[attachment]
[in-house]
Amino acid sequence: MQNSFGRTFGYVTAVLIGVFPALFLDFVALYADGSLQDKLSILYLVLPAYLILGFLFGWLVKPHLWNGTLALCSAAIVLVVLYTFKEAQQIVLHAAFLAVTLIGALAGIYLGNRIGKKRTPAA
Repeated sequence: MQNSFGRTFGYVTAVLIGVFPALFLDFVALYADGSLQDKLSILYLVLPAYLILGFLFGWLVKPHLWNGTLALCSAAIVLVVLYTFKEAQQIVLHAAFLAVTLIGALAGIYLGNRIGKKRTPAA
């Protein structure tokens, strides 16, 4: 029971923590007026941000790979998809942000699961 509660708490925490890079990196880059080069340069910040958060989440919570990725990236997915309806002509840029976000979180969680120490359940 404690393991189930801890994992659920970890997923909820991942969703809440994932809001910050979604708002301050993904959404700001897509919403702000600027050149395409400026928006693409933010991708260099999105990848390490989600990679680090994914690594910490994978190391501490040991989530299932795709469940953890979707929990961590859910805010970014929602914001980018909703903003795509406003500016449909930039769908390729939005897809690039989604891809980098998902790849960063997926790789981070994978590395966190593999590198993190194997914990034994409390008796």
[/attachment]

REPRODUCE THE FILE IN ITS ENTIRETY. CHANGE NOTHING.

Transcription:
[in-house]
Amino acid sequence: MQNSFGRTFGYVTAVLIGVFPALFLDFVALYADGSLQDKLSILYLVLPAYLILGFLFGWLVKPHLWNGTLALCSAAIVLVVLYTFKEAQQIVLHAAFLAVTLIGALAGIYLGNRIGKKRTPAA
Repeated sequence: MQNSFGRTFGYVTAVLIGVFPALFLDFVALYADGSLQDKLSILYLVLPAYLILGFLFGWLVKPHLWNGTLALCSAAIVLVVLYTFKEAQQIVLHAAFLAVTLIGALAGIYLGNRIGKKRTPAA
């Protein structure tokens, strides 16, 4: 029971923590007026941000790979998809942000699961 509660708490925490890079990196880059080069340069910040958060989440919570990725990236997915309806002509840029976000979180969680120490359940 404690393991189930801890994992659920970890997923909820991942969703809440994932809001910050979604708002301050993904959404700001897509919403702000600027050149395409400026928006693409933010991708260099999105990848390490989600990679680090994914690594910490994978190391501490040991989530299932795709469940953890979707929990961590859910805010970014929602914001980018909703903003795509406003500016449909930039769908390729939005897809690039989604891809980098998902790849960063997926790789981070994978590395966190593999590198993190194997914990034994409390008796």